UNC, labour yet to forge alliance against PNM

The content originally appeared on: Trinidad and Tobago Newsday

PSA president Leroy Baptiste. – File photo

NO formal unity talks have taken place between labour and the Opposition since Public Services Association (PSA) president Leroy Baptiste’s bold suggestion on June 19 of a partnership with the UNC, which was endorsed by JTUM leader Ancel Roget.

Baptiste said the United National Congress (UNC) has expressed its willingness to form a national force of like-minded divergent groups to remove the ruling People’s National Movement (PNM) from office after what he called nine years of failure.

“We are in discussions, but there is yet to be a formal meeting,” Baptiste told the Newsday.

In a statement on another issue on Saturday, Couva South MP Rudranath Indarsingh said he was looking forward to that unification. He, along with other UNC MPs, including Dr Roodal Moonilal, Dr Lackram Bodoe and Wade Mark, was at the June 19 Labour Day celebrations in Fyzabad. Moonilal even wore a OWTU T-shirt.

Political leader of the National Transformation Alliance (NTA) Gary Griffith, who formed a short-lived accommodation with the UNC before the last local government elections, which saw an increase in the number of votes the Opposition amassed, said he is not averse to unity.

But Griffith told the Newsday since the LGE, there has been no dialogue with the UNC.

“Nothing has changed on our end. We are aware of the significance and value of the coalition of forces.”

Griffith has declared his hand with regard to contesting the St Joseph seat in 2025, and so too has the UNC’s Anil Roberts. Griffith has since moved the NTA headquarters to that constituency.

“We are a political party, and if other political parties do not want or see the value of forming a strategic alliance with the bridge constituency that has always been the catalyst to decide the results of an election, well, I can’t force them.

“I am certainly not going to beg them.”

Reviewing the history of alliances which led to the 1986 victory of the National Alliance for Reconstruction (NAR) and the 2010 People’s Partnership (PP), Griffith said this time around it has to be more than a marriage of convenience.

“There must be something to ensure there is substance and relevance, not just about numbers, but about political parties joining, based on a common denominator.”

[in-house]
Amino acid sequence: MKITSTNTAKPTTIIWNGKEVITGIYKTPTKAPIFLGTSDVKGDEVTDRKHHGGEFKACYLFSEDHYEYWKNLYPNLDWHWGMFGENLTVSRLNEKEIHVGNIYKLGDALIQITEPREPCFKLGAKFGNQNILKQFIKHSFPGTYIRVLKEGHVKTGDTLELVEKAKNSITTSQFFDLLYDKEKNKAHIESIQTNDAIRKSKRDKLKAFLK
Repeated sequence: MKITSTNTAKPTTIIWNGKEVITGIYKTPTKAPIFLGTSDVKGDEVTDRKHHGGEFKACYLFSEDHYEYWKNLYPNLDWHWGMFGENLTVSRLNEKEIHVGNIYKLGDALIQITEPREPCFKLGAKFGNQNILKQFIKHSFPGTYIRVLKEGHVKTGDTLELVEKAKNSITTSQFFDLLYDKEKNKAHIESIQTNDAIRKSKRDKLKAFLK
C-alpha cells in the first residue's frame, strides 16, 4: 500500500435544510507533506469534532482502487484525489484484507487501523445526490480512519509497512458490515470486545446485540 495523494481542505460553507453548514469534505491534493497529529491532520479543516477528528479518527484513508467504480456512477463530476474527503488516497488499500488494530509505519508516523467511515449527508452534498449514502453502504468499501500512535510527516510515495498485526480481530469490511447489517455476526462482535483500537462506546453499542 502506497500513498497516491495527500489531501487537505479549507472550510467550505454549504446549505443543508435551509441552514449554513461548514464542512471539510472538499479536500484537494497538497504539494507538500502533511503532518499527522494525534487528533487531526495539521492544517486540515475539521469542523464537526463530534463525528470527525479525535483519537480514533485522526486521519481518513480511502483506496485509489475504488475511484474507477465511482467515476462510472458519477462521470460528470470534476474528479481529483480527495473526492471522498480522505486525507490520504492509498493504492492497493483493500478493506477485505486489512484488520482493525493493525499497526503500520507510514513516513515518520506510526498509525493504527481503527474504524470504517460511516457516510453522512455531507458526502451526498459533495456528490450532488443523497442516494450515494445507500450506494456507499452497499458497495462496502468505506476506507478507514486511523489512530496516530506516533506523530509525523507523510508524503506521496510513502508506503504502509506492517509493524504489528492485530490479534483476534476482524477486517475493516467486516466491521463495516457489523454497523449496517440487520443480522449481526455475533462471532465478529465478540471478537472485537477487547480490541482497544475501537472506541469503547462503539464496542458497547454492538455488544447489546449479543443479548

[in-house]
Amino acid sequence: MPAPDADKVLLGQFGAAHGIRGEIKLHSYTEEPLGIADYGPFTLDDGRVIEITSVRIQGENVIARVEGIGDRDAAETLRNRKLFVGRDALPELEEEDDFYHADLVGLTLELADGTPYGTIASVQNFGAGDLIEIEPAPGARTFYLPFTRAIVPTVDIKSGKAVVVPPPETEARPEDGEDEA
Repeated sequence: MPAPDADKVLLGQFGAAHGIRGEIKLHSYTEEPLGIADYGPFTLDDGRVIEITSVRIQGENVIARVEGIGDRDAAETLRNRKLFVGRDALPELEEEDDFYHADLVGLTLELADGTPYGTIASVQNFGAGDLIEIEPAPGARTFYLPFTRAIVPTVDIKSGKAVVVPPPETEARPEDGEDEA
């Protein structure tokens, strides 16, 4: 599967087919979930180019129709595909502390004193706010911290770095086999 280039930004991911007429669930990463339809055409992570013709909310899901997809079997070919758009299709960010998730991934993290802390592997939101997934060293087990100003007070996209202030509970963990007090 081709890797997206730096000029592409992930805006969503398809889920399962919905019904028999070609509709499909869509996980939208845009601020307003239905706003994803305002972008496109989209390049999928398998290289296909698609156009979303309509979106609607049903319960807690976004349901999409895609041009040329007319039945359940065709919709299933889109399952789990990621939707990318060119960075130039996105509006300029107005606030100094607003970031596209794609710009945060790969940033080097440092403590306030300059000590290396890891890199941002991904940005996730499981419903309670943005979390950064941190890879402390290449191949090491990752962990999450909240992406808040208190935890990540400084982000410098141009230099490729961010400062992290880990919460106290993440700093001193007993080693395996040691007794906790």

In response to questions about the viability of the UNC as an alternative, given visible cracks which emerged before its recent bruising internal elections, Roget said the stakes are too high not to consider the UNC in the equation to oust the PNM once and for all.

“We are in a bad place,” said Roget, president general of the Oilfield Workers Trade Union, and leader of the Joint Trade Union Movement (JTUM).

He drew an analogy of a drowning person taking time to examine the outstretched hand of a man in a passing pirogue.

“TT is drowning, and if it takes joining with the UNC to save TT, we will join with the UNC to save TT, regardless of the naysayers.

“We have a responsibility to this country. You cannot be more vex than smart. You have to be prudent.”

He pledged labour’s assistance “to make the UNC a better UNC as we come together to be part of all that is good and save TT.

“There is clear and present danger. We are talking about survival of TT,” he said, pointing to what he said was the abject failure of the PNM at every level in terms of crime, the economy and the energy sector.

“This cannot be a UNC-only fight. It is affecting all of us so, all of us have to fight back.”

He said all parties opposed to the “madness and chaos” taking place would be invited to join in a national-front alliance, not a political entity, to deal with problems he claimed the PNM had created.

“There is nothing in the Bhagavad Gita or the Quran or the Bible that says the PNM has to run this country. God never spoke to us through Moses or anybody else to say PNM has to run the country even if there is corruption or the economy is bad.”

The Movement for Social Justice (MSJ) political arm of the OWTU has acknowledged the desire to vote out the PNM, but is yet to commit fully to the national alliance front the labour movement has proposed.